Fig. 8 Final segmentation result based on our proposed three-stage segmentation method.

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In the Stage three, components of the same material were processed to be merged. In the aspect of the point-weighted and un-weighted scores, the values in result of Stage three (0.9173 and 0.8716 in scene one; 0.9506 and 0.8673 in scene two) were higher than the values obtained by CCL (0.7920 and 0.7427 in scene one; 0.8774 and 0.6759 in scene two). Table 3 and Table 4 summarizes the recall, precision, and F score of two experimental scenes in the result of Stage three. The accuracies on the Peperomia tetraphylla plant, Sansevieria Trifasciata plant, Aloe Vera plant, ceramic flowerpot, and black paper were improved, whereas the accuracies for the other materials remained unchanged or slightly declined.

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Table 3. Recall, precision and F score of nine materials of final result in scene one

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Table 4. Recall, precision, and F score of seven materials of final result in scene two

The effectiveness of our proposed method was clearly displayed in these results. 12 components of the Peperomia tetraphylla were merged as an entire component given their spectral similarity and close geometric distance. Thus, the recall of the Peperomia tetraphylla plant increased from 0.415 to 0.75. Similarly, three components of the black paper in scene one were merged after Stage 3. The recall of the black paper increased from 0.695 to 0.952.

Several errors remained after the mergence. The points on the top of the box covered with white paper in scene one were merged into one component, but were not merged into the entire box because the echo intensity is relative to the incidence angle in accordance with the lidar equation [64,65]. The incidence angles of the points on the top were close to 90°, whereas the incidence angles of points in the main part of the box were much lower than 90°. Therefore, the top and main parts were difficult to merge. This error also occurred on the top of the wooden box in scene one.

For the Peperomia tetraphylla plant in scene one and Aloe Vera plant in scene two, some points in the plant were not merged into the main body component, even though their recalls increased from 0.415 to 0.75, and 0.67 to 0.916, respectively. The reason could be due to the considerable variation of spectral reflectance in vegetation. The variation might be due to the complex spatial structure of vegetation and the variation of the incidence angle. The spatial structure of a plant canopy was complex and might cause the multi-echoes of a laser beam. These multi-echoes significantly influenced the spectral echo signal by including different spectral signals from different targets [66]. In addition, the incidence angle of the laser beam on the different leaves varied from one angle to another. This phenomenon might have also caused the spectral difference in the vegetation.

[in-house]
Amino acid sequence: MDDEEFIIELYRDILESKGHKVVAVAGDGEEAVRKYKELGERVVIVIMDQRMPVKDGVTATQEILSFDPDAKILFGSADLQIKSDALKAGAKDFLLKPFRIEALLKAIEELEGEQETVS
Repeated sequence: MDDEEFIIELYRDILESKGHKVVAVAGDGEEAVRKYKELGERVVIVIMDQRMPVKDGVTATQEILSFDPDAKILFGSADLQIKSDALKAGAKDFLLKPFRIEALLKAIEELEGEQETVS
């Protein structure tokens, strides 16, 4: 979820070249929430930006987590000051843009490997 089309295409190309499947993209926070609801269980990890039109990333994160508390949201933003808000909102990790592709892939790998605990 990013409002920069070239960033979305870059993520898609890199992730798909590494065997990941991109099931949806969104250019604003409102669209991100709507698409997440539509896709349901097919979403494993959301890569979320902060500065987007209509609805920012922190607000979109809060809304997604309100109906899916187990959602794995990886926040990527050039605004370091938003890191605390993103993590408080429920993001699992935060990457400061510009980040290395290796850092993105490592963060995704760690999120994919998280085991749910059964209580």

5. Discussion

5.1 The segmentation improvement from the spectral information

Comparing the results of Stage one and three in section 4, segmentation performance using spectral information from hyperspectral lidar is evident. DBSCAN and SAM measure the spectral difference and similarity. Spectral difference and similarity were used to split and merge the intermediate results, and then eliminate segmentation errors. Overall performance was improved as a quantitative analysis shows.

The point-weighted score increased from 0.7920 to 0.9173 in scene one, and from 0.8774 to 0.9506 in scene two. The un-weighted scores increased from 0.7427 to 0.8716 in scene one, and from 0.6759 to 0.8673 in scene two. The recall, precision, and F score for materials were improved, retained, or slightly reduced. The spectral difference helped split the combined components such as the Aloe Vera plant and ceramic flowerpot. In addition, spectral similarity permitted the merger of the scattered components of Peperomia Tetraphylla and the Aloe Vera plants.

5.2 Comparison with 3D and intensity feature based method

To validate the effect of our proposed method, the 3D and intensity feature based method was employed for comparison. The 3D and intensity feature based methods had achieved the satisfied results by airborne multispectral lidar for forest application [50] and by terrestrial hyperspectral lidar for target detection [48,67]. The 3D features used in this study were linearity, planarity, sphericity and curvature [68]. The intensity features included raw intensity and normalized intensity. These features were calculated for every point and then clustered by K-Means. The K-Means was selected as an unsupervised method for fair comparison, because there was no supervised method in our approach. Figure 9 shows the 3D and intensity feature based results of experimental scene one and two.

 

Fig. 9 3D and intensity feature based segmentation result.

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The point-weighted and un-weighted scores of the 3D and intensity feature based segmentation were 0.7238 and 0.5213 in scene one, and 0.7641 and 0.4774 in scene two. These scores were much lower than that of our proposed method. Our proposed method outperformed the 3D and intensity feature based method on Peperomia tetraphylla plant, plastic flowerpot in scene one and the carrot-like ceramic object in scene two. The reason may be their relatively complex spatial structures and the varying intensities. In addition, comparing Fig. 8 and Fig. 9, there are more salt and pepper noise in the 3D and intensity feature based results. Therefore, our proposed method is more effective in the aspect of the quantitative analysis.